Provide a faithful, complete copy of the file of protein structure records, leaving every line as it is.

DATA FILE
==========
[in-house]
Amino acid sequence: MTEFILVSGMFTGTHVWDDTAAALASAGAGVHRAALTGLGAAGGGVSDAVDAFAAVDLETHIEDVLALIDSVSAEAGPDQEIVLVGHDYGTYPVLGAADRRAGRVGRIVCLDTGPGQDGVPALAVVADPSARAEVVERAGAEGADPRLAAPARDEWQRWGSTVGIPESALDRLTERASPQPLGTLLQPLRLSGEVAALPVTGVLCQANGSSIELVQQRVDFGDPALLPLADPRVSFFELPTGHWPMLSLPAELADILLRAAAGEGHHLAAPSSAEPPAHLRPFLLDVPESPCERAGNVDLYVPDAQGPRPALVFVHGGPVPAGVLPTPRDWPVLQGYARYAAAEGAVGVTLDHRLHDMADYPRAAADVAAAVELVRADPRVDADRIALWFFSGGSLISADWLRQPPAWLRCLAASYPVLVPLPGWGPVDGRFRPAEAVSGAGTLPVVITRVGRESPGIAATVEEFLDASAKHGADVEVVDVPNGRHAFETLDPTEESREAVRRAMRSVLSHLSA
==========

[in-house]
Amino acid sequence: MTEFILVSGMFTGTHVWDDTAAALASAGAGVHRAALTGLGAAGGGVSDAVDAFAAVDLETHIEDVLALIDSVSAEAGPDQEIVLVGHDYGTYPVLGAADRRAGRVGRIVCLDTGPGQDGVPALAVVADPSARAEVVERAGAEGADPRLAAPARDEWQRWGSTVGIPESALDRLTERASPQPLGTLLQPLRLSGEVAALPVTGVLCQANGSSIELVQQRVDFGDPALLPLADPRVSFFELPTGHWPMLSLPAELADILLRAAAGEGHHLAAPSSAEPPAHLRPFLLDVPESPCERAGNVDLYVPDAQGPRPALVFVHGGPVPAGVLPTPRDWPVLQGYARYAAAEGAVGVTLDHRLHDMADYPRAAADVAAAVELVRADPRVDADRIALWFFSGGSLISADWLRQPPAWLRCLAASYPVLVPLPGWGPVDGRFRPAEAVSGAGTLPVVITRVGRESPGIAATVEEFLDASAKHGADVEVVDVPNGRHAFETLDPTEESREAVRRAMRSVLSHLSA